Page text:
• Are there changes in consumer tastes / fashion, or behavior that you can take advantage of?
  • Are there changes in consumer lifestyles / behavior or market trends that could have a negative impact on your art business?
  • Are there regulations or government policies that affect or will affect your business? These could be factors that affect how you produce or sell your product.
  • Are there market forces that may affect how your products are sold, distributed or paid for?
  • Are there environmental regulations that affect the materials and processes you use?
  • Are there new technologies that may change the way how art is made, distributed and marketed?
  • What is happening with the supplies, labor and raw materials you need to produce your products?
  • Anything else you can think of!

A way of thinking

You should look at your list opportunities and threats at least once a year or more often – whatever makes sense to you. As you begin to look at the art business world through the opportunities and threats lens you should become better at identifying these external factors. One of the characteristics of successful business people is that they are good at indentifying and taking advantage of opportunities – you can be good at this as well, it just takes a bit of practice.

The bottom line(s)…

Once you have written your opportunities and threats then you can start thinking about: the things you need to do, changes you need to make, and the resources required to take advantage of these opportunities. Don’t forget to keep an eye out for threats that may that my negatively affect your art business. Knowing the opportunities and threats that affect your art business will give you some great ideas to help you develop your goals for the coming year.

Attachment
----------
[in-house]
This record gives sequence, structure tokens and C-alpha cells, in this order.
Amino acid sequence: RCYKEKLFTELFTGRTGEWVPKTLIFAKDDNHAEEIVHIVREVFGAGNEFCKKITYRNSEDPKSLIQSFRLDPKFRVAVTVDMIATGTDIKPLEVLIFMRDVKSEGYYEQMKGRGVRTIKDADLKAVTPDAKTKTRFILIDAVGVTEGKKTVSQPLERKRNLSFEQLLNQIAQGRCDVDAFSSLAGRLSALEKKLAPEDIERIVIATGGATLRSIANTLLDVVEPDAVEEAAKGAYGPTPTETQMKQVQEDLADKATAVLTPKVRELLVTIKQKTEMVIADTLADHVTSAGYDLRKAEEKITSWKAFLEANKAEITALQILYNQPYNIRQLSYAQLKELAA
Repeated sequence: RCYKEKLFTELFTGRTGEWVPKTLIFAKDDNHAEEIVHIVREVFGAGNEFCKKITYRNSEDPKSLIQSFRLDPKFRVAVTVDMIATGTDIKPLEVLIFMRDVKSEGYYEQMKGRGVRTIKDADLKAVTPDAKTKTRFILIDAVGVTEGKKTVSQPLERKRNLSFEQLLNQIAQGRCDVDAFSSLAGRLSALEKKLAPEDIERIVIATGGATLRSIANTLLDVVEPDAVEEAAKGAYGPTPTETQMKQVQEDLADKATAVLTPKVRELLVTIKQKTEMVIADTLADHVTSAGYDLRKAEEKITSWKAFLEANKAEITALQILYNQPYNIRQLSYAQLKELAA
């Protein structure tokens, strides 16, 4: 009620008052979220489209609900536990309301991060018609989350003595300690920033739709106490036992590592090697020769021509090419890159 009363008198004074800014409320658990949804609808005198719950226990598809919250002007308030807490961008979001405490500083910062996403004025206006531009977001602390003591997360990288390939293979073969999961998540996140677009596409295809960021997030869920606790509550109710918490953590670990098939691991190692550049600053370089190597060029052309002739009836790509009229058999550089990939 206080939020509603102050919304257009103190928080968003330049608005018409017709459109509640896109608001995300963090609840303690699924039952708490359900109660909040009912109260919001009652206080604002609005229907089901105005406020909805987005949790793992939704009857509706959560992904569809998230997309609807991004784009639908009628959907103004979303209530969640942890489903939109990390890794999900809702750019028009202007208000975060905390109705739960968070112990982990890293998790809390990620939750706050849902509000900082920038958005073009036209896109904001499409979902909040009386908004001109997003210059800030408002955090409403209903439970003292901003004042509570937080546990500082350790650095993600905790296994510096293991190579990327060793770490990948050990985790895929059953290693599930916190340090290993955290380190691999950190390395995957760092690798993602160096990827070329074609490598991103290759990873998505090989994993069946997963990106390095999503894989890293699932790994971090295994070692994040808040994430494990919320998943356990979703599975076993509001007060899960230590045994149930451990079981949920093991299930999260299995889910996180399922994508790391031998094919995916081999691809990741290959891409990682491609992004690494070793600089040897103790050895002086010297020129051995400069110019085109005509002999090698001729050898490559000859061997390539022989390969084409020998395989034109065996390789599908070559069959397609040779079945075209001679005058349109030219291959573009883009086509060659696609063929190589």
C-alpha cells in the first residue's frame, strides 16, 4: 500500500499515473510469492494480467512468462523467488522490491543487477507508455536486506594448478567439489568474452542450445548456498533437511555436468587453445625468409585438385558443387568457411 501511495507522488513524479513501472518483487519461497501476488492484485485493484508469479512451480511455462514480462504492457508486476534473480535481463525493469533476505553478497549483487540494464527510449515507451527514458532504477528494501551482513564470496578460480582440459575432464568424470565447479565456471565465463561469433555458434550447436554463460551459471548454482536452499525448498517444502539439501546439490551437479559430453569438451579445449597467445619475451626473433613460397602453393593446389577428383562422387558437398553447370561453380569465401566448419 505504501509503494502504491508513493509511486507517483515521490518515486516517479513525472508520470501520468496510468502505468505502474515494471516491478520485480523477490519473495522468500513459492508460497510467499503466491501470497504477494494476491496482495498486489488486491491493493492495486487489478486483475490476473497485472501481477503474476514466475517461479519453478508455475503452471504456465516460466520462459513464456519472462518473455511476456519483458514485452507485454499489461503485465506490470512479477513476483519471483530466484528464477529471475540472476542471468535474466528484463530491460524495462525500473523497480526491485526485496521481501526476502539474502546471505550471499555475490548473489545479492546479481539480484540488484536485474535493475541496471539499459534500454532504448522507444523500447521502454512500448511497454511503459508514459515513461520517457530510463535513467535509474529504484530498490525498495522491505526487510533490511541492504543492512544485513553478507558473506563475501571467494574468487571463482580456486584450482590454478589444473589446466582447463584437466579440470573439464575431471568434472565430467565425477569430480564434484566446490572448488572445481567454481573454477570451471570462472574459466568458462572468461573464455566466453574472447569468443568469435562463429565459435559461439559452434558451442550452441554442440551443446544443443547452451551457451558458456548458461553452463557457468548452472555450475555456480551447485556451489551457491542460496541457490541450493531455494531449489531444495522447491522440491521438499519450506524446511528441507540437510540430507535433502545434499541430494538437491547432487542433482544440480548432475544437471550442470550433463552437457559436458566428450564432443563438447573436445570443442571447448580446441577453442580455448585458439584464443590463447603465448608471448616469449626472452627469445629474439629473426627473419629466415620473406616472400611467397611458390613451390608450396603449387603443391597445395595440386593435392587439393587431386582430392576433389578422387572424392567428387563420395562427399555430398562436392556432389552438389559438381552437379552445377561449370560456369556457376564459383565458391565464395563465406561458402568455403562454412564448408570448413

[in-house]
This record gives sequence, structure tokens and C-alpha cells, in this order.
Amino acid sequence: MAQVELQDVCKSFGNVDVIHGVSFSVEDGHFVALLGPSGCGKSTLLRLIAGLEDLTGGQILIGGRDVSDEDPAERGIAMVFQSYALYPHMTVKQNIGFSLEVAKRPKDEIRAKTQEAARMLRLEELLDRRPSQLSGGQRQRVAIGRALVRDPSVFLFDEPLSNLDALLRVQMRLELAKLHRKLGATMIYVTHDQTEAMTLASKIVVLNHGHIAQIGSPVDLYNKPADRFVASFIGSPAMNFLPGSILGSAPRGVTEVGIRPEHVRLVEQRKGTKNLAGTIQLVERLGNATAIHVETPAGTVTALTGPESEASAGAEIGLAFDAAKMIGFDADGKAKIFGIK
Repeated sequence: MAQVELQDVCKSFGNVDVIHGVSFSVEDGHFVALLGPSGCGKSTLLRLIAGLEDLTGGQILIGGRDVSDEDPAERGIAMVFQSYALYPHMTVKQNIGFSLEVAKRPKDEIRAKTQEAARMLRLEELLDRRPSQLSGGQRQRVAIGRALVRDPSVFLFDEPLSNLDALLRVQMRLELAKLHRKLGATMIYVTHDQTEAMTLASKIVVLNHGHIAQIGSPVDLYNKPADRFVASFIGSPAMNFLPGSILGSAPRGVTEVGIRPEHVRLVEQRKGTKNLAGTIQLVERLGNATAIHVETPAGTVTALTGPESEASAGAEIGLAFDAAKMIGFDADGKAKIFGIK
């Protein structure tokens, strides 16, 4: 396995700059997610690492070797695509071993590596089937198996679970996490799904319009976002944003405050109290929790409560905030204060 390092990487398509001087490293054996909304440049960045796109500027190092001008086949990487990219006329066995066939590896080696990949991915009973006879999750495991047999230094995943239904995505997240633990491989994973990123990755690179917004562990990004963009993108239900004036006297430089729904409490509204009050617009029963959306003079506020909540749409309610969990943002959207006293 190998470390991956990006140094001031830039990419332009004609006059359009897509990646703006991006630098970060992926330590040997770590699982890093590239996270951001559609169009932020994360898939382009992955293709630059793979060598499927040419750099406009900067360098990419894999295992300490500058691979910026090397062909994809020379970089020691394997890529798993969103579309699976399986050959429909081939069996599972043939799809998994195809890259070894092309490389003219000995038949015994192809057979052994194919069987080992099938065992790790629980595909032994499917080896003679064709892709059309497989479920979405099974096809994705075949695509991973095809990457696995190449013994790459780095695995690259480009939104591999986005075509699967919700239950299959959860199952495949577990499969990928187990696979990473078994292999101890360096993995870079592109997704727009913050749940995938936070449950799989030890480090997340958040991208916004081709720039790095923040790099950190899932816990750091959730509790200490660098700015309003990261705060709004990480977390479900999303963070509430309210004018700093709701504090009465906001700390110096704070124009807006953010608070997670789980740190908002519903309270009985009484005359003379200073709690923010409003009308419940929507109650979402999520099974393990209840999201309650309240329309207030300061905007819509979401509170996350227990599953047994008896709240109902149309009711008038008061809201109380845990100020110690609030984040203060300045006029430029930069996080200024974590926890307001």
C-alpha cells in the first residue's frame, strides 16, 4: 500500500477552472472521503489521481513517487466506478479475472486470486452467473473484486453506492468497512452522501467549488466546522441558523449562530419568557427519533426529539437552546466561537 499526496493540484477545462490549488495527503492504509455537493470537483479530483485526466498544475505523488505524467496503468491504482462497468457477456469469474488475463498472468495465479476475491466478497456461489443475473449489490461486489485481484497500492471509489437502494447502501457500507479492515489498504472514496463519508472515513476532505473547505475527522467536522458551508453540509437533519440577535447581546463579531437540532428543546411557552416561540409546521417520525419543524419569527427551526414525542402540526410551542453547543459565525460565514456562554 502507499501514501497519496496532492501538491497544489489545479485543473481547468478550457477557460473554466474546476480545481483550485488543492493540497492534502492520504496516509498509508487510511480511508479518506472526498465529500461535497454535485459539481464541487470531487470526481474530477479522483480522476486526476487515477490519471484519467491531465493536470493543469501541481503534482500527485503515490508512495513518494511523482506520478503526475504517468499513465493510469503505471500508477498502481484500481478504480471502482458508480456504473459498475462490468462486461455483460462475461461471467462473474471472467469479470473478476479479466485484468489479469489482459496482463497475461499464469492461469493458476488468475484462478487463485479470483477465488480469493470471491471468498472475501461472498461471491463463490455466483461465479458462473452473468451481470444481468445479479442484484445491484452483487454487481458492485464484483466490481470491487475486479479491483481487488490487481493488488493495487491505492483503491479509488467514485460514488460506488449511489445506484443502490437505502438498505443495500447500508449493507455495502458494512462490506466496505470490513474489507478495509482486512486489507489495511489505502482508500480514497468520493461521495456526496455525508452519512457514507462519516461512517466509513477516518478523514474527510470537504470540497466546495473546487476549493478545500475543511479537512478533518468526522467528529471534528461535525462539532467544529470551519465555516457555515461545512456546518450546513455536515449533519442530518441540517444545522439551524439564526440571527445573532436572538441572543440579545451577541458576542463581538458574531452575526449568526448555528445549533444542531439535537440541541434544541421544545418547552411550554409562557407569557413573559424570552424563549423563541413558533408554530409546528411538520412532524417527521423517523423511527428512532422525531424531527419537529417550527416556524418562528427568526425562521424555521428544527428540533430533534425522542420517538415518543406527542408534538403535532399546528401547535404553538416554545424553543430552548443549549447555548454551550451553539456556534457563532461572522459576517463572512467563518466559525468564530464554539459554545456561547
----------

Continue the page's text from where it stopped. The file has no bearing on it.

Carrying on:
This should get you started in analyzing your Opportunities and Threats. The World is full of opportunities – it is up to you to take advantage of them to grow your art business and brand.  Please share this article with your artist and creative friends.  Good Luck!

If you would like to find out more about analyzing your opportunities and threats and developing a business or marketing plan I invite you to check out my book, The Artist’s Business and Marketing ToolBox. In the book you will find the business tools you need to succeed in your art business.

 

Neil McKenzie is the author of The Artist’s Business and Marketing ToolBox – How to Start, Run and Market a Successful Arts or Creative Business available in softcover from Barnes & Noble and Amazon and as an eBook from iTunes, Amazon and Barnes & Noble.   He has developed and teaches the course “Artrepreneurship” at the Center for Innovation at Metropolitan State University of Denver, and is also a visiting professor at University College at the University of Denver.

Neil has over 30 years’ experience as a management consultant and marketing executive, working with some of the world’s top brands. Neil is a frequent lecturer to artists and arts organizations, a guest columnist for Colorado Biz Magazine, where he covers the creative sector of the economy, and the author of several articles for Americans for the Arts, a national arts organization. Follow Neil on Twitter: @neilmckenzphoto